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Midsomer Norton Society

Researching and appreciating our history

Influencing the present and future development of our town

Midsomer Norton Society

Researching and appreciating our history

Influencing the present and future development of our town

Contact us

History Tour

Diary & Events

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Midsomer Norton Society

Researching and appreciating our history

Influencing the present and future development of our town

Midsomer Norton Knight

The return of a medieval knight

 

 

The Midsomer Norton Knight is a very rare tomb effigy made in Bristol between 1300 and 1350. The Society has worked in partnership with Bristol Museum to conserve and bring home to St John the Baptist Church.

 

 

 

 

 

 

 

 

 

 

 

 

Possibly representing a member of the Gourney who held lands in Midsomer Norton after the conquest, the tomb on which the effigy lay was demolished when the church was remodelled in the 18th century and the poor knight ended up in the vicarage garden. He was then used at lent to depict Judas and thereafter became labelled as the Jack o’ Lent and Nortonians threw eggs and rocks at him – resulting in his poor state of preservation today.

 

Then in December 1975, whilst research was being done for a local inn sign, the then sexton produced the carving out of some plastic fertiliser bags in the church tower.

 

The resulting publicity surrounding the Knight resulted in him being taken to Bristol Museum for identification. Thanks to the care the Museum has given the Knight over the last 36 years he has survived for us to enjoy today and to this end we are forever indebted to Bristol Museum.

 

For the past four years we have worked in partnership with the Museum to look at how best to have the Knight conserved to enable him to return to St Johns church in Midsomer Norton. Currently we are working to raise the necessary funds to commission a report by a professional conservator.

 

An article from the Somerset Archaeological Society (1916 vol. LXII) states:

 

"The effigy at Midsomer Norton is the only wooden figure we possess in this series of chain-mail knights, and it is probable that it was made in the workshops in Bristol... We can picture the medieval artist selecting a piece of oak, sound at the heart, in good condition, and sufficiently wide for him  to carve the figure of a knight in armour lying on a board or bed. The portion of the board with the effigy on it, as well as the cushions on which the head rested, and the animal at the feet, were hollowed out and filled with charcoal to absorb the moisture. Having carved the figure and fastened with wooden pins such parts as lay beyond the size of the block it was ready for decoration. The effigy would then be sized and pieces of linen would be glued over the cracks and irregularities. The decorator would then give the figure a thin coat of so called gresso, with a still thicker coating for those portions he desired to be gilded or silvered. Before the gresso hardened, the decorator impressed it with various matrices or stamps of diverse patterns; some for mail of various sizes and others for decorative purposes. To give depth or richness to the gold or silver leaf, they were first treated with bole Armenian applied with white or egg, or left dead or burnished with an agate. All the painting of the effigy was done in distemper (tempera). Finally the figure was covered with a  coat of tinted or oleaginous varnish, which was needful but alas! it did not prove to be a sufficient protection. The reason of the failure of the painting upon wooden effigies was the constant changes of temperature causing contraction and expansion of the wood, and the consequent fretting of the surface on which the colouring was laid. This mutilated fragment of a wooden effigy at Midsomer Norton was once a beautiful work of art, for the Bristol imagers were skilled in the work they produced, and it is probable that our English effigies in wood are some of the finest existing in Europe".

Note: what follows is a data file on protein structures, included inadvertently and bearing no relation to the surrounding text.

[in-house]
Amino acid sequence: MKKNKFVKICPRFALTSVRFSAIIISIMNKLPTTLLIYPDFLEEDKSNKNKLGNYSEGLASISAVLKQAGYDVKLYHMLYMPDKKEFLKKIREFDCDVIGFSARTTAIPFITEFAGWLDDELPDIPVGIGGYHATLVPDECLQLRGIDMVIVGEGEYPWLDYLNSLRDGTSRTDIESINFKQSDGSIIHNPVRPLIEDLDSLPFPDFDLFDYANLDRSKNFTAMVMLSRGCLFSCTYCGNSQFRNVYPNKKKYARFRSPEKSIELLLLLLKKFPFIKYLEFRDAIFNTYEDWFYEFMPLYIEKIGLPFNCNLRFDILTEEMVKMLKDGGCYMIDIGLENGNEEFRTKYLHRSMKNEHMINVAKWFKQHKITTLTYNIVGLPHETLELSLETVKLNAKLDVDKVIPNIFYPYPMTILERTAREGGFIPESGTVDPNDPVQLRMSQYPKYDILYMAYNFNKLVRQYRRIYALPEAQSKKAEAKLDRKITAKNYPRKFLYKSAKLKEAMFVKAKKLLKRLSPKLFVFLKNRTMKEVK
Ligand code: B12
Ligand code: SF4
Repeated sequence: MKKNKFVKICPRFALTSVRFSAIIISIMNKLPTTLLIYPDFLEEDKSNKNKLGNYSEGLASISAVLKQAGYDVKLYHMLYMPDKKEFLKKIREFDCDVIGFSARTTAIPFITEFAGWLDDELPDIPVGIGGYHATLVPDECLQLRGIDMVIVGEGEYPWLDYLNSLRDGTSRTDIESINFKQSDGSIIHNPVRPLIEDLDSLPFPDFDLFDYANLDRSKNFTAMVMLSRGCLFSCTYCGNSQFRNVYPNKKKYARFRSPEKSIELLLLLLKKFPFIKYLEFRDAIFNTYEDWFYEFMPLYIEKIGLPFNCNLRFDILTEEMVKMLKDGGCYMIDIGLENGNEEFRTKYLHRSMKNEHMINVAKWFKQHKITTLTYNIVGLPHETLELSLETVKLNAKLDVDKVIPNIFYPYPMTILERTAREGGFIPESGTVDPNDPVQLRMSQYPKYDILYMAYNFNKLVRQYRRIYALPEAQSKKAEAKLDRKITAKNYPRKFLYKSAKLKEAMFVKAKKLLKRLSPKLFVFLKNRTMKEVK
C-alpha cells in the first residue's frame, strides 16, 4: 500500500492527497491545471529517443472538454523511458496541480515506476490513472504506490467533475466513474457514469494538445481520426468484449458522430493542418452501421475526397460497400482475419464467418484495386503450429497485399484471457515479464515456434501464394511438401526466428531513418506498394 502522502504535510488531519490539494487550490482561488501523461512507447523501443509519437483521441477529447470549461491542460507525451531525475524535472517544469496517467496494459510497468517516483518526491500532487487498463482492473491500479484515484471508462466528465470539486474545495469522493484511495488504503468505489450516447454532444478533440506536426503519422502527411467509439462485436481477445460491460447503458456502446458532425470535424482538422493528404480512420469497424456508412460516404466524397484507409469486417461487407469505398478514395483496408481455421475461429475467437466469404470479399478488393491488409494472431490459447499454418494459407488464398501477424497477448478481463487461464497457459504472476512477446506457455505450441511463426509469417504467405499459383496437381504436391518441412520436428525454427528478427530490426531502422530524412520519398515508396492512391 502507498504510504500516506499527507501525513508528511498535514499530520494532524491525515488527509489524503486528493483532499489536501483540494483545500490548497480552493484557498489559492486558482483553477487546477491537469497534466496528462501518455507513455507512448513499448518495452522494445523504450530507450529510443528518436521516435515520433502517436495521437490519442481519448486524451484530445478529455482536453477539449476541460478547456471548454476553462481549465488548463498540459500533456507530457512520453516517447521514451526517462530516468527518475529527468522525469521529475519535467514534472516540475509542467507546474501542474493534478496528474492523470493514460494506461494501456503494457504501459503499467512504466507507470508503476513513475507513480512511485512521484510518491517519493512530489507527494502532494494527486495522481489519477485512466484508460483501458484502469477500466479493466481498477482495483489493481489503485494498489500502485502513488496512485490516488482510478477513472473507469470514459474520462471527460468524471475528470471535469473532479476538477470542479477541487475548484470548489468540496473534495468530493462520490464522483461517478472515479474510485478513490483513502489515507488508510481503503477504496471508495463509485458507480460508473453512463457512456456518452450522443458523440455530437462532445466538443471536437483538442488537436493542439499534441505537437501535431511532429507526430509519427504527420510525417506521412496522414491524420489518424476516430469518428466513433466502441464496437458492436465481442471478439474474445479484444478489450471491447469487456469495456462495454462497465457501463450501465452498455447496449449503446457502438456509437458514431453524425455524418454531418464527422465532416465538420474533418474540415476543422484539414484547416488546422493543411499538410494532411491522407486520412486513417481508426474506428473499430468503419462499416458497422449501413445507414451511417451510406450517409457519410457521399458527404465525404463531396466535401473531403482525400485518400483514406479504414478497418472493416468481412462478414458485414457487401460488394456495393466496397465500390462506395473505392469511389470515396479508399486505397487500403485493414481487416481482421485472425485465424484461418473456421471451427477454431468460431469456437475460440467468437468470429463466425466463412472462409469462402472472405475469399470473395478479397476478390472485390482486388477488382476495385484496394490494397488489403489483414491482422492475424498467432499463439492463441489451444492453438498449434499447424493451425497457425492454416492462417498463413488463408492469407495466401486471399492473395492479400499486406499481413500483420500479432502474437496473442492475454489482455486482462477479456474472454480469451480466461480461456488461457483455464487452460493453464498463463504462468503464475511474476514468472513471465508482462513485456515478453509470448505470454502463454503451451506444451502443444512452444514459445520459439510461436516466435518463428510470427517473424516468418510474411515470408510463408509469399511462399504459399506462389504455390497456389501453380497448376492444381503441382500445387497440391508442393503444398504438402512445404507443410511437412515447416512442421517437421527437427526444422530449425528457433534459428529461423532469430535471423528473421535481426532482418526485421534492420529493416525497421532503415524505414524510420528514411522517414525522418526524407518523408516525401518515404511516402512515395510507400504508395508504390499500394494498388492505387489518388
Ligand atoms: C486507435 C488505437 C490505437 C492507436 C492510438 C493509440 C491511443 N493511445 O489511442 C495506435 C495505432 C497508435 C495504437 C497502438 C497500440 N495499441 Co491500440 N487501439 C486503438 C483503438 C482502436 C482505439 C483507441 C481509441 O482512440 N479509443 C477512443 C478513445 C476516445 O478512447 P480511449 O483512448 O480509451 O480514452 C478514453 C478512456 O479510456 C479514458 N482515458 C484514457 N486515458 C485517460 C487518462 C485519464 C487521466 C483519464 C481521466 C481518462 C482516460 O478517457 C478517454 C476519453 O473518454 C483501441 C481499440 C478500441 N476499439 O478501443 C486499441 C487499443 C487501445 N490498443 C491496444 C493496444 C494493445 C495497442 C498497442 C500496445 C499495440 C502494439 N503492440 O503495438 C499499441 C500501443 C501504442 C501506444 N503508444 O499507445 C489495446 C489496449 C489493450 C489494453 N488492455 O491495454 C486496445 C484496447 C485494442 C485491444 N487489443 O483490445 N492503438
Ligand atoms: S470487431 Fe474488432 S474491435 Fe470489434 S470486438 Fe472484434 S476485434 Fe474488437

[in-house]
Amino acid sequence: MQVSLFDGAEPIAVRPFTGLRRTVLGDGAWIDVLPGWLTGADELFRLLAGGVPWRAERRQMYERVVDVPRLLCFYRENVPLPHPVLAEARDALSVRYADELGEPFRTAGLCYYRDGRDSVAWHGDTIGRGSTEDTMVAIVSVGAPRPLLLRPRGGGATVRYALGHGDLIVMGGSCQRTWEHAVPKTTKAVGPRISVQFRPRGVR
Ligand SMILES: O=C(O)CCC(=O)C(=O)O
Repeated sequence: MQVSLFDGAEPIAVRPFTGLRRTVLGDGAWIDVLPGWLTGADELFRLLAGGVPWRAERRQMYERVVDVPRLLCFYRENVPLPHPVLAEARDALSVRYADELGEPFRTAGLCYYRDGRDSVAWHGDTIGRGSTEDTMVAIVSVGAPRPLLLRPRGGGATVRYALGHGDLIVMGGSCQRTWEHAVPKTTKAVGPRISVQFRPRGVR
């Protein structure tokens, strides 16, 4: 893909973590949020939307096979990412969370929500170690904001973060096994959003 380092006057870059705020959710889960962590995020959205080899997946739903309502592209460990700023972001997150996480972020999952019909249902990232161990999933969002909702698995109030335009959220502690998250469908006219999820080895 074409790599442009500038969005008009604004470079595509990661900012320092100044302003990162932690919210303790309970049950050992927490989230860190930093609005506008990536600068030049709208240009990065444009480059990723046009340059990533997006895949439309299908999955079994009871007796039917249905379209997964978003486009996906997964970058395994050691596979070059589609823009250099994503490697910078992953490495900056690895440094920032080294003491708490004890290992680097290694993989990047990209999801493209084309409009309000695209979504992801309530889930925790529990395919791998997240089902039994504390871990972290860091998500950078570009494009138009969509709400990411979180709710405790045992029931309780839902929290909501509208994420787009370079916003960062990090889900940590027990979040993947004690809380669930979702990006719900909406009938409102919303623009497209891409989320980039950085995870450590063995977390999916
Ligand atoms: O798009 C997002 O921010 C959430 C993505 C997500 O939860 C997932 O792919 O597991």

Most recently the "Midsomer Norton Knight” project team with members drawn from the church and the Society secured a grant from B&NES Tourism Team to fund emergency conservation work and the construction of a travelling case to enable the Knight to be returned to the Church for the Civic Day Service on Friday 24th June 2011.

 

Image of the Jack o Lent Inn sign

painted by local artist David Fisher

 

 

 

 

 

 

 

 

 

 

 

 

 

 Reproduced by kind permission of David Fisher

 

 

 Our Projects

River Somer Project

Streetscape Plan

Midsomer Norton Knight

Video Memories

St Chad's Well

Jubilee Lamp & Fountain

Vicarage Tunnel

Midsomer Norton Fair Day

 

“  At the corner of the south side stands the wooden effigy of a man in armour. Which formerly lay under the singers’ gallery on a raised tomb, long since demolished. It is vulgarly called by the inhabitants “Jack o’Lent, but tradition says it belonged to one of the name of Warknell”.